Canadian railways are a terrific core holding for any investor looking for capital appreciation and a fast-growing dividend. There’s a reason why billionaire investors like Warren Buffett love the rails. They’re simple businesses with gigantic moats; they’ve been around for many decades and will most likely be around for many more.
You can become very rich over the long term by holdings shares of either of the following rails, but which one is the better buy for 2017 and beyond?
Canadian National Railway is one of the best-run railways in North America. The company owns over 20,000 miles worth of track that spans both Canadian coasts as well as the Gulf coast of the U.S. The stock has consistently outperformed the TSX Composite Index over the long term and continues to be one of the best dividend-growth kings in Canada.
The management team is top-notch and a huge reason why the company is able to consistently grow its dividend each year. In the fiscal year 2016, the company was able to decrease its labour costs by 7%. For Q4 2016, the operating ratio improved by 0.6% to 56.6%. Canadian National Railway is focused on improving the long-term efficiencies of the business, even during a mixed economic environment. This focus will allow the company to perform well, even if volumes decrease during an economic downturn.
Going forward, volumes are expected to increase as President Trump’s plans to boost the U.S. economy are likely to provide a huge boost to Canadian National Railway’s U.S. network. We can also expect more improvements to operational efficiency and more generous annual dividend hikes in the 10-15% range.
The stock currently trades at a 20.7 price-to-earnings multiple and a 4.7 price-to-book multiple, both of which are slightly higher than the company’s five-year historical average multiples of 18.3 and 4.1, respectively. Although the stock seems pricey, I believe the strengthened U.S. economy will allow Canadian National Railway to be a huge outperformer for 2017 and beyond.
Canadian Pacific has been trading under the $200 ceiling of resistance for a few months. Ex-CEO Hunter Harrison left his position at the helm of Canadian Pacific earlier than originally anticipated. Harrison worked wonders for Canadian Pacific with his cost-cutting initiatives. The stock responded by soaring, but now there are no more places to cut as the low-hanging fruit has been picked.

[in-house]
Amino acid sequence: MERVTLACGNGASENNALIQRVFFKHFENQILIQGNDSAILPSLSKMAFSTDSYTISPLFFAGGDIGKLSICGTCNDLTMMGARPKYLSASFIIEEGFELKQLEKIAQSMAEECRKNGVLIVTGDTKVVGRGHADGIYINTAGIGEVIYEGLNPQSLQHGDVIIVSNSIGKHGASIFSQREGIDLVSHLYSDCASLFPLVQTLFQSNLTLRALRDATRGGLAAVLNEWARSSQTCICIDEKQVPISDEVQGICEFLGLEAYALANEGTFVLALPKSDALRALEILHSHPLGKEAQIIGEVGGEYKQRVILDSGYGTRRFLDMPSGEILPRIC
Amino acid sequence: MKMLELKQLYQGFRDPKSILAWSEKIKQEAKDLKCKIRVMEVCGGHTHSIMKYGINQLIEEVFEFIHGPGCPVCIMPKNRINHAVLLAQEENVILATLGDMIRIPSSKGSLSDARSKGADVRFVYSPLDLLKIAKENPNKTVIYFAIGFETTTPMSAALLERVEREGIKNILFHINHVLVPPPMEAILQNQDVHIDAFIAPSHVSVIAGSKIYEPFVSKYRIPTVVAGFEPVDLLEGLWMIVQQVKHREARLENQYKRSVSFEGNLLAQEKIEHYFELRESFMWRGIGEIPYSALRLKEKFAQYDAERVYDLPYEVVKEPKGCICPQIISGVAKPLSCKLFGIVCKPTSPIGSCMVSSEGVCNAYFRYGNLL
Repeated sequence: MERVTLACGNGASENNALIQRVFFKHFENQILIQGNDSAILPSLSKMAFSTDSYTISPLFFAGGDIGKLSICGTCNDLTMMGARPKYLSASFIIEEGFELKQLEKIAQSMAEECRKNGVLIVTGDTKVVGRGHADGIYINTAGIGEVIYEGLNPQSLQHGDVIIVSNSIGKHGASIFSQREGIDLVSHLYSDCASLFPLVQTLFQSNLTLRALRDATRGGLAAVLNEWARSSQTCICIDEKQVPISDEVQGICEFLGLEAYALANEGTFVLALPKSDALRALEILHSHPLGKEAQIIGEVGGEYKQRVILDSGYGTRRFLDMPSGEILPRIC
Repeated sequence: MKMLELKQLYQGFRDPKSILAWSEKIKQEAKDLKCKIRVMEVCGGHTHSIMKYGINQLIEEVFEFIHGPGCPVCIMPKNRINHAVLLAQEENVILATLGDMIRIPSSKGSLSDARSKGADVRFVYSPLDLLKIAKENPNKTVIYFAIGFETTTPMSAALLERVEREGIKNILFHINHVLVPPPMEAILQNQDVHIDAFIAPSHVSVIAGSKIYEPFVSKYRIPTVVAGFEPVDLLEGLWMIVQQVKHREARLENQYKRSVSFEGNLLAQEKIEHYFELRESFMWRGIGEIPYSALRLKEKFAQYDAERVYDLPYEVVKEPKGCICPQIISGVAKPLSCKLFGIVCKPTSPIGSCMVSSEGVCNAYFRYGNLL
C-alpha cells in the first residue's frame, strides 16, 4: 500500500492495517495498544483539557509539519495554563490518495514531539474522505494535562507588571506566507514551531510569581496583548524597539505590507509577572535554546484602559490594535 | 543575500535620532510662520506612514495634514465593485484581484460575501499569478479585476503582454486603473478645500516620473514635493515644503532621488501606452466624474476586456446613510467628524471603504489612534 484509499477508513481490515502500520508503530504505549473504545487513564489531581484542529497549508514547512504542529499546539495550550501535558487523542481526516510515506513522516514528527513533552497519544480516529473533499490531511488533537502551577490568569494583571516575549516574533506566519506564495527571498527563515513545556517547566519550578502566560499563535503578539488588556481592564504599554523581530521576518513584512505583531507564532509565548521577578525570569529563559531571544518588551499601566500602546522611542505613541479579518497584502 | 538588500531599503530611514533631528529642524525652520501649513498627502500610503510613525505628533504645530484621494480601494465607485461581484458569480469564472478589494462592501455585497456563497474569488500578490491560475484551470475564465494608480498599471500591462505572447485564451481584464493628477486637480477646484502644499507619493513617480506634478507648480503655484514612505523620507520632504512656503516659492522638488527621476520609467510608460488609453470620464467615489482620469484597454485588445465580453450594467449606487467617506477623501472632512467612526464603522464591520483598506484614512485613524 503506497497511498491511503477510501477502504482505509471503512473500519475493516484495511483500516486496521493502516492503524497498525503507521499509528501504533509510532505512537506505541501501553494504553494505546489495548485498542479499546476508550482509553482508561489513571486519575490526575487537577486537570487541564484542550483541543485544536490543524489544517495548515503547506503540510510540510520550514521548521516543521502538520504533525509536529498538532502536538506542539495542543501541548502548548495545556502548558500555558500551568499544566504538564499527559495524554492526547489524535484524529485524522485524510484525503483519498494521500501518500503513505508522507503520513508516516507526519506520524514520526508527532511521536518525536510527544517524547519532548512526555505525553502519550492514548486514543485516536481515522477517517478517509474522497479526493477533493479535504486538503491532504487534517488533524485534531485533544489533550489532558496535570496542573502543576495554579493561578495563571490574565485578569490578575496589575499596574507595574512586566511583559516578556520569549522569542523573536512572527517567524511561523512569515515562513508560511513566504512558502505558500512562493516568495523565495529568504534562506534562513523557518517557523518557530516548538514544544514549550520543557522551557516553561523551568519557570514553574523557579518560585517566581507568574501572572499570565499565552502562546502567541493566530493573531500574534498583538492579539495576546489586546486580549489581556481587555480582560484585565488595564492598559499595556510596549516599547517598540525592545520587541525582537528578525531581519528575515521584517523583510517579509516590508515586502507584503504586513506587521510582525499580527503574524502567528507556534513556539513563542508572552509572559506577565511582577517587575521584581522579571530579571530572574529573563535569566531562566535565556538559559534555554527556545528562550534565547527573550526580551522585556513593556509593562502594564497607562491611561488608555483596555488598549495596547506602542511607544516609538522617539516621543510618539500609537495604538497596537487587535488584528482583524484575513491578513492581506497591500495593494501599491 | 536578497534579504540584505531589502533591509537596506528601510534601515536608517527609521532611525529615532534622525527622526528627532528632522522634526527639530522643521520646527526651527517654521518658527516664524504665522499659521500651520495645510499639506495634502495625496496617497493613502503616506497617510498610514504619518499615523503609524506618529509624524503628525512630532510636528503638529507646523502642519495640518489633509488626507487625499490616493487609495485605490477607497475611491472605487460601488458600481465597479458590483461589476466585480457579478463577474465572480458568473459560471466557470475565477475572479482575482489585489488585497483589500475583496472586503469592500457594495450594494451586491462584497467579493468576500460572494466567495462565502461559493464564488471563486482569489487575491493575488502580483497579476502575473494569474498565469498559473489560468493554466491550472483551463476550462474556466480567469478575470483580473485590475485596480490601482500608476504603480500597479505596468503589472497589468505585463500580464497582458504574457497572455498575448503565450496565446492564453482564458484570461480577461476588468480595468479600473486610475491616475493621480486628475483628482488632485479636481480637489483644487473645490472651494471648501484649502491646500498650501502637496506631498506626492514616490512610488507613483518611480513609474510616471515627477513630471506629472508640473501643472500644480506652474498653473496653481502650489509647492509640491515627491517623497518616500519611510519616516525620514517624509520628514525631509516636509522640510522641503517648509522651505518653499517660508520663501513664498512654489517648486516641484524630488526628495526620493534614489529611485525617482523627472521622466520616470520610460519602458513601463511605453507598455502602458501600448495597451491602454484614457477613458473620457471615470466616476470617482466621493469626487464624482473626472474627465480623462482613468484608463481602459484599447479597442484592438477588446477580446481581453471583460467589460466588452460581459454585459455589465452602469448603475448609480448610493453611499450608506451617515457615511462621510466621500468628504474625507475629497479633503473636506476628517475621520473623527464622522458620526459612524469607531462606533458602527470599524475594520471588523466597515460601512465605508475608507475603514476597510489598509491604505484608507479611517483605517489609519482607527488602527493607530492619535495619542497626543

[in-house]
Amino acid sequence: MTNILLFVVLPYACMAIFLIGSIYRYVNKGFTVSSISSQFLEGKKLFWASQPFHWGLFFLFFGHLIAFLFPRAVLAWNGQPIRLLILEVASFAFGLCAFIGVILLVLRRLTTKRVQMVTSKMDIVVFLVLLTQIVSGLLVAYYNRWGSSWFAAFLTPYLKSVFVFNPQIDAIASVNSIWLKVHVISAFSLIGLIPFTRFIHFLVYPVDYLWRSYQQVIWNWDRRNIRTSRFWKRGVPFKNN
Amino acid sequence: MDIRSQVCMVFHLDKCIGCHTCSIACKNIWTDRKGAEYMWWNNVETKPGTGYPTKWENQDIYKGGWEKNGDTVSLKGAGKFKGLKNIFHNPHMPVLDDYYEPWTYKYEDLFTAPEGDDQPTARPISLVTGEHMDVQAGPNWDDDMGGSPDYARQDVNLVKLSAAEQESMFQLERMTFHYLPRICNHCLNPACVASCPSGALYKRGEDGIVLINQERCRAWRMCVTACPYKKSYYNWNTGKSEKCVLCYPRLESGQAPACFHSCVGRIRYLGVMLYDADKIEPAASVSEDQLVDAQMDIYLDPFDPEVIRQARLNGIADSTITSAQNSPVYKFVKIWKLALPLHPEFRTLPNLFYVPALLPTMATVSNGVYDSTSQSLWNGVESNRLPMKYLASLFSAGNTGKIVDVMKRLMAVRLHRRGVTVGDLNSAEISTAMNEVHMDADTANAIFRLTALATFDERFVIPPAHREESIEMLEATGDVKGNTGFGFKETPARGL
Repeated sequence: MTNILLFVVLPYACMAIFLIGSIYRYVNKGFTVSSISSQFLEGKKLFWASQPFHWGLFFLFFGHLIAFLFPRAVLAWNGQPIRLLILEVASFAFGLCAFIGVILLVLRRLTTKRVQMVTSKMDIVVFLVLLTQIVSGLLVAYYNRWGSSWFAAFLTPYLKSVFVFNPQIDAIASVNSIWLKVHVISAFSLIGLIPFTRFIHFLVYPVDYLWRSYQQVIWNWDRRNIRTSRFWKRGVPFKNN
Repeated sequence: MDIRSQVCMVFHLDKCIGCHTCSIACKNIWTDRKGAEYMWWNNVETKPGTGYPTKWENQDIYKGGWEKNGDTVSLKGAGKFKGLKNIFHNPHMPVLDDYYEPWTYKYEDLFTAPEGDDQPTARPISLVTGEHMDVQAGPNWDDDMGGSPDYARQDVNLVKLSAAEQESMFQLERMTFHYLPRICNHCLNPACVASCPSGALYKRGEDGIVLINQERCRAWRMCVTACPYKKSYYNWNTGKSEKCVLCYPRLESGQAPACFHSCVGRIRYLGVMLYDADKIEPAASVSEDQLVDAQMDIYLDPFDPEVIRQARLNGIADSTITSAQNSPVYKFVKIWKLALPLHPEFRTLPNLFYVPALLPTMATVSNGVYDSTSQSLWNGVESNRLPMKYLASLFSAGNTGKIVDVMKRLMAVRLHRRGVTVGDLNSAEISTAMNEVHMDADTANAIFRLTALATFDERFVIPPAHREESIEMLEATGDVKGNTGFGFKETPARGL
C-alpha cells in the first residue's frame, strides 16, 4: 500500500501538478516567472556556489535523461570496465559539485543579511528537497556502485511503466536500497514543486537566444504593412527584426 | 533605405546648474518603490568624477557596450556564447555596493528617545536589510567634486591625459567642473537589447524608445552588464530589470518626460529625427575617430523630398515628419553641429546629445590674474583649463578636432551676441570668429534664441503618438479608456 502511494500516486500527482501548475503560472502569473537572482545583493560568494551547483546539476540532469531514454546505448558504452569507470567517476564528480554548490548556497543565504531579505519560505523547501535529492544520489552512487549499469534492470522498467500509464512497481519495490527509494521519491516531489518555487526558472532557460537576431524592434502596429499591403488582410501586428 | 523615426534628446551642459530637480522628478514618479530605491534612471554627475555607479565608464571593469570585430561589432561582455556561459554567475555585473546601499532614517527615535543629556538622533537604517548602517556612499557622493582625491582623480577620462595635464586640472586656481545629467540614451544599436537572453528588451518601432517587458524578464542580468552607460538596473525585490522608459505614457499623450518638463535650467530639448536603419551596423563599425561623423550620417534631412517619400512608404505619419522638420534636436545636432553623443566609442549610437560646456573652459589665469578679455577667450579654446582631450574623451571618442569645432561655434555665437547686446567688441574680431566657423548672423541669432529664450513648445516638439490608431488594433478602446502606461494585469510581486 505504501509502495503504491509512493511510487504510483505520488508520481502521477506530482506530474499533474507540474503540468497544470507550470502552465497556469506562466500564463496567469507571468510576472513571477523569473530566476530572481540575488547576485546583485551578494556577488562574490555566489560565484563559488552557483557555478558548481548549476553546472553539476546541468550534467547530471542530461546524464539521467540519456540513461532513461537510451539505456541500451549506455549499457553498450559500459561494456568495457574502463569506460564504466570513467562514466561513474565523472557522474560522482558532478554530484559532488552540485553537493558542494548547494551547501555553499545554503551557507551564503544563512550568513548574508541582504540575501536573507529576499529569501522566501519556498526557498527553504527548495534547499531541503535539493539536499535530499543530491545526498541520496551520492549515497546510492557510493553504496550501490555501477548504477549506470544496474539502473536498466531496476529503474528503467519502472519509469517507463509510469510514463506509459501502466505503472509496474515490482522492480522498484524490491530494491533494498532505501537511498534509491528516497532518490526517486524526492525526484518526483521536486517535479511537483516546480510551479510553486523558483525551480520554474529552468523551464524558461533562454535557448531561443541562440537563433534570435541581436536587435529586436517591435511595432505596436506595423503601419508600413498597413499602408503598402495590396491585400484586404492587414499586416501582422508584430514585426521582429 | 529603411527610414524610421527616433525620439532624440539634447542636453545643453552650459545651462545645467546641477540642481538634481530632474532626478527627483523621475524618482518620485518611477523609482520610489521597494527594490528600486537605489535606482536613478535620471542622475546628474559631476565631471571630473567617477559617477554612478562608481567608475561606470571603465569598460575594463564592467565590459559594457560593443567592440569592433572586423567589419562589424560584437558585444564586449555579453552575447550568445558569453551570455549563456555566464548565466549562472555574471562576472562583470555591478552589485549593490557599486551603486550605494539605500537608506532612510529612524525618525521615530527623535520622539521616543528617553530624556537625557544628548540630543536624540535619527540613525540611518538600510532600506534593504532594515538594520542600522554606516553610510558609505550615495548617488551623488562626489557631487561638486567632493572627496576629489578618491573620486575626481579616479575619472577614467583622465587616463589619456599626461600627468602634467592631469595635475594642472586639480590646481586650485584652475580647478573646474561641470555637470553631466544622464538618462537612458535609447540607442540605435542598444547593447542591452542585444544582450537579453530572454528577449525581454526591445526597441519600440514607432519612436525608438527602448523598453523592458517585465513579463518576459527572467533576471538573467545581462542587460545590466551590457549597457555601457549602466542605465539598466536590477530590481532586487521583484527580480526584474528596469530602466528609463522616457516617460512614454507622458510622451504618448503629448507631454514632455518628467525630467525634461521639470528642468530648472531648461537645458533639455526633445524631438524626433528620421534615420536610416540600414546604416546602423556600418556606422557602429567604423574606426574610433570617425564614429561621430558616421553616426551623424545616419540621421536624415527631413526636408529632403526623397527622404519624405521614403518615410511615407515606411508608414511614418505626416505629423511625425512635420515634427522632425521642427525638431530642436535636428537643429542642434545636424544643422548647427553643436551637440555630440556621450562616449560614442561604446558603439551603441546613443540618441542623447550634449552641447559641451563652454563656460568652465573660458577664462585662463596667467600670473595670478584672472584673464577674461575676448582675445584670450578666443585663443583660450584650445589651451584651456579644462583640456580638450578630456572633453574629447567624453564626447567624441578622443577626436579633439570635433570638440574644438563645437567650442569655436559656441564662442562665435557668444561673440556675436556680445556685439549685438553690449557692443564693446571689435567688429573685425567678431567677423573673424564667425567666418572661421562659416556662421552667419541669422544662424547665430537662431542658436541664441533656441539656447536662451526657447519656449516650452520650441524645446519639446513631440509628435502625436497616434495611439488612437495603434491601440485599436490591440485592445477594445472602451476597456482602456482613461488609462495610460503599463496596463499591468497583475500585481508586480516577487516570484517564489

Sure, the management team with new CEO Keith Creel can implement cost-cutting initiatives, but this would most likely negatively affect the long-term profitability and growth of business. I believe more cost cuts are out of the question for now, but I think the company will be okay without Harrison.
Investors have to realize that Canadian Pacific isn’t the growth superstar it was a few years ago. It just isn’t realistic to expect the same magnitude of returns the stock generated in the past, and investors should expect only modest returns going forward.
The stock currently trades at a 6.2 price-to-boom multiple, which I believe is ridiculously expensive, especially considering the fact that the company is no longer a powerhouse with Harrison.
It’s going to be very challenging to find new areas to grow, so I’d recommend staying on the sidelines until the stock pulls back to the $160 level.
I would favour Canadian National Railway over Canadian Pacific at current levels. Canadian National Railway has a larger railway network with a big U.S. presence, so it’s well positioned to capitalize on a strengthening American economy over the next few years. Canadian National Railway also has a higher yield at 1.76% compared to Canadian Pacific with a 1.02% yield.
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Fool contributor Joey Frenette has no position in any stocks mentioned. David Gardner owns shares of Canadian National Railway. The Motley Fool owns shares of Canadian National Railway. Canadian National Railway is a recommendation of Stock Advisor Canada.